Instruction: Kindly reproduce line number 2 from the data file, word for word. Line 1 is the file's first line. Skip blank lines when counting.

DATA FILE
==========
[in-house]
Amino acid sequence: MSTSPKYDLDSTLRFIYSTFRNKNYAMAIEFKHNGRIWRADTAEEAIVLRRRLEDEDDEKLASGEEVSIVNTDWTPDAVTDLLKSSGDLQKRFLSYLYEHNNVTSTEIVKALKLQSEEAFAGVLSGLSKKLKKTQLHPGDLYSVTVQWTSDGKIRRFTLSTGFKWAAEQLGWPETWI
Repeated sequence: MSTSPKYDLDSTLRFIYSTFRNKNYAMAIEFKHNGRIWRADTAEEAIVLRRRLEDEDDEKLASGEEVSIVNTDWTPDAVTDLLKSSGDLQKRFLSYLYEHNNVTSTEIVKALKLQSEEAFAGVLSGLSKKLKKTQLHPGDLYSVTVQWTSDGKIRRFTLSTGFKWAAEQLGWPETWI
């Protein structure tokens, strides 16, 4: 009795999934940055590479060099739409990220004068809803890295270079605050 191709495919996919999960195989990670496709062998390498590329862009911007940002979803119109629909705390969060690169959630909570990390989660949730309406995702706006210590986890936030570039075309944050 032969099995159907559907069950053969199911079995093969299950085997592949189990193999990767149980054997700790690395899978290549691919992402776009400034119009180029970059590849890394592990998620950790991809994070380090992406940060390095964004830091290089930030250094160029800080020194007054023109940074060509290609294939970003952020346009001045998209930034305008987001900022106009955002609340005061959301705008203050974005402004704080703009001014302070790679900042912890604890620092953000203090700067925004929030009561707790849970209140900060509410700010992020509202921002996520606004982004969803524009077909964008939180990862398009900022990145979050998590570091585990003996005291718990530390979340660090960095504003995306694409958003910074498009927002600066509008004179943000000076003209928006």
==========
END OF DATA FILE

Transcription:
Amino acid sequence: MSTSPKYDLDSTLRFIYSTFRNKNYAMAIEFKHNGRIWRADTAEEAIVLRRRLEDEDDEKLASGEEVSIVNTDWTPDAVTDLLKSSGDLQKRFLSYLYEHNNVTSTEIVKALKLQSEEAFAGVLSGLSKKLKKTQLHPGDLYSVTVQWTSDGKIRRFTLSTGFKWAAEQLGWPETWI